Sunday, May 26, 2013

The Dark Matter Effect

The subject of dark matter is probably one of the most intriguing in physics today. Hardly a day goes by that doesn’t have someone claiming to possess the theory that explains dark matter. Dark matter, or should I say the dark matter effect, is the subject of so much speculation and theories (most of which are mutually exclusive) that the last thing I wanted to do was to add to the noise which is why I have referred to it only within the larger context of gravitational interactions.

Another problem, if you can call It that, is that QGD ‘s explanation of the dark matter effect is too simple. The effect emerges naturally from QGD’s postulates. In fact, dark matter is at the very core of quantum-geometry dynamics. You see, if quantum-geometry dynamics is correct, the dark matter effect is simply the macroscopic effect of free preons(+). In other words, dark matter is made of free preons(+).

We have described preons(+) has being the fundamental particle of matter in detail. Preons(+) form all other particles, including photons. Individually, they interact orders of magnitude more weakly than the even the least massive photons, which is why no instruments can detect them directly, but over sufficiently large regions of space, their collective mass is sufficient to gravitationally interact with and affect the behavior of light and massive structures.

Dark matter, contrary to beliefs, is not dark. Dark, by definition, is said of something that does not emit light. QGD contends that dark matter has been observed and studied for nearly five decades. You see, according to QGD, the only matter that existed in the primordial universe was in the form of preons(+) which were uniformly distributed throughout quantum-geometrical space. We’ll call this state, the isotropic state, one in which nothing existed but dark matter.

During the isotropic state, preons(+), as a consequence of the attractive force acting between them, started to form the simplest of all structures; neutrinos and photons. And because preons(+) were distributed isotropically, so were these newly formed photons. These isotropically distributed photons have been discovered in 1964 by Arno Penzias and Robert Wilson and called the comic microwave background radiation.

A number of theories can satisfactorily describe physical phenomena and at the same time be coherent, consistent with reality while being mutually exclusive. Mutually exclusive theories can’t all be right so the ultimate test, the only valid test of a theory is the predictions that it makes that are original to it and can be verified experimentally or observationally. So what original predictions can be drawn from QGD that can be tested in the real world? And how do can we know that QGD is correct in its description of dark matter?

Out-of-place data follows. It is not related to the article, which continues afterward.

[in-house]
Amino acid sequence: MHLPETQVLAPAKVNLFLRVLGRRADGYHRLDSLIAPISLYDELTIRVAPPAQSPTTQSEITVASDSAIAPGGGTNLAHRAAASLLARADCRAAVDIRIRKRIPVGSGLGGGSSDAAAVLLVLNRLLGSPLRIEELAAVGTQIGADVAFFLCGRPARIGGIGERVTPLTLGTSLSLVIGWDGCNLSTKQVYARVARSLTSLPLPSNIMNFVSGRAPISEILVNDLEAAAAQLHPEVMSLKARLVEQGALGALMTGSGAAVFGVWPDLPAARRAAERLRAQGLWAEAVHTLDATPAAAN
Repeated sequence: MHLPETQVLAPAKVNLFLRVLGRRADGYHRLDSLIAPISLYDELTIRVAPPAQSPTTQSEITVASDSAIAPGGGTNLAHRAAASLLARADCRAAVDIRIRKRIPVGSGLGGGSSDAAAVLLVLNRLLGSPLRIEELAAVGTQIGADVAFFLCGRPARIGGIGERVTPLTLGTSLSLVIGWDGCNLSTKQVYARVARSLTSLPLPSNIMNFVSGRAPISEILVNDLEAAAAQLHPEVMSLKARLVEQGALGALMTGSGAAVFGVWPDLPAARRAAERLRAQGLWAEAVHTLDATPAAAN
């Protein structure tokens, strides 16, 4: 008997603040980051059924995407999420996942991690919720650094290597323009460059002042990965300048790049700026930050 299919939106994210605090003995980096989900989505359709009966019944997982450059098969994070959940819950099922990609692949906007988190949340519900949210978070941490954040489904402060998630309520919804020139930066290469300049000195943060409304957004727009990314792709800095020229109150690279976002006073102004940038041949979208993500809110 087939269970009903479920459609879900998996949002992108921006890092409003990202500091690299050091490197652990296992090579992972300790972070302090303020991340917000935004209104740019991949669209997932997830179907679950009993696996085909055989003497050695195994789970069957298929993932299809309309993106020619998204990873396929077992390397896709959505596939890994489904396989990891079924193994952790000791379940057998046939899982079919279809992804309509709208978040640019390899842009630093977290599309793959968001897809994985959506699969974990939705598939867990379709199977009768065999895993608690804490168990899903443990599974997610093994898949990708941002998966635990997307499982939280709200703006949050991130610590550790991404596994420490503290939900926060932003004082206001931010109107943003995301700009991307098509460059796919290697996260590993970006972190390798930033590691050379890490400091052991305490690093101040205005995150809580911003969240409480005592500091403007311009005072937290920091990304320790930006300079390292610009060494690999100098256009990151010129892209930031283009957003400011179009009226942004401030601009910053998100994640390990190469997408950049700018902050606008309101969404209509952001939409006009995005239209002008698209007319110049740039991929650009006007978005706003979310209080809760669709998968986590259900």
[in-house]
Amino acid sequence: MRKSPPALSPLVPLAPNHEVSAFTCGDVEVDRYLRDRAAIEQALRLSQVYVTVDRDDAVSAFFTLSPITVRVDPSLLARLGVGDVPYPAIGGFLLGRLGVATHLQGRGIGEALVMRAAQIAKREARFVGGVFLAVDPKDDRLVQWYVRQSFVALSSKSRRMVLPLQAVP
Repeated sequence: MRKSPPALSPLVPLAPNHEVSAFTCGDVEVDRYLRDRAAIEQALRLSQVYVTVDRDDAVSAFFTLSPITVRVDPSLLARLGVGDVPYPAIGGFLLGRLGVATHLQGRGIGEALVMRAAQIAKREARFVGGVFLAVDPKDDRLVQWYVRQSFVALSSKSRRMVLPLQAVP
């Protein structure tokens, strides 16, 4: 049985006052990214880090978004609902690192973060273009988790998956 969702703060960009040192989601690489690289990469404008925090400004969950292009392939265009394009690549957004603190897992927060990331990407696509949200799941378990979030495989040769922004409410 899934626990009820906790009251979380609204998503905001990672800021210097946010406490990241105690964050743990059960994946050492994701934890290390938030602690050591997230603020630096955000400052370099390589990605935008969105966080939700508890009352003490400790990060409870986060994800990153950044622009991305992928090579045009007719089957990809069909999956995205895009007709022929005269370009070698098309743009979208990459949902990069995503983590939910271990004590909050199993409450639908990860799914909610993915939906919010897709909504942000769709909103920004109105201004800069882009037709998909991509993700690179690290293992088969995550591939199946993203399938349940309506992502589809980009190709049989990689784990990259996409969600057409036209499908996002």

One of the most obvious implications of QGD is that sufficiently large regions of quantum-geometrical space (minimally the size of a small galaxy) should contain the same amount of preons(+), or, since the preons(+) is the fundamental unit of mass, have the same mass. That is, {{m}_{{{R}_{1}}}}={{m}_{{{R}_{2}}}} where {{R}_{1}} and {{R}_{2}} are regions of the same volume (the volume being defined quantum-geometrically as the number of preons(-) it contains).

Also, the mass of any regions of space is the sum of its free preons(+), {{p}^{\left( + \right)}}  , and its bounded preons(+), {{p}^{\left\langle + \right\rangle }} , that is: \displaystyle {{m}_{{{R}_{i}}}}={{m}_{p_{i}^{\left( + \right)}}}+{{m}_{p_{i}^{\left\langle + \right\rangle }}} where \displaystyle {{m}_{p_{i}^{\left( + \right)}}}  and \displaystyle {{m}_{p_{i}^{\left\langle + \right\rangle }}} are respectively the mass of free preons(+) which form dark matter, and bounded preons(-) which for visible matter. To give an example, a region which may appear to be empty must have the same mass as a region of comparable size that is occupied by a galaxy or galaxies. The difference being that in the latter a great number of preons(+) are bound, hence concentrated, in material structures.

QGD Prediction

From the above, since the intensity of the CMBR within a region of space must be proportional to the number of free preons(+) it contains and inversely proportional to the amount of visible matter, the more visible matter a region contains, the weaker the CMBR should be. QGD predicts an inverse correlation between the amount of visible matter and the intensity of the CMBR. Thus, a sufficiently detailed CMBR map is expected to provide a snap shot of the distribution of free preons(+) or what scientist call dark matter.

Dark Matter and the Pioneer and Mercury Anomalies

When taken into account, the dark matter in our own solar system provides a simple explanation of the Pioneer anomaly and the perihelion precession of Mercury.

Supporting Observations

Interested readers may find some the descriptions of supporting observations in the following articles.

For who is willing to do a little bit of research, there is an enormous amount of observational data that supports the QGD’s explanation and predictions about the dark matter effect. A more extensive list will be provide in the second edition of Introduction to Quantum-Geometry Dynamics.

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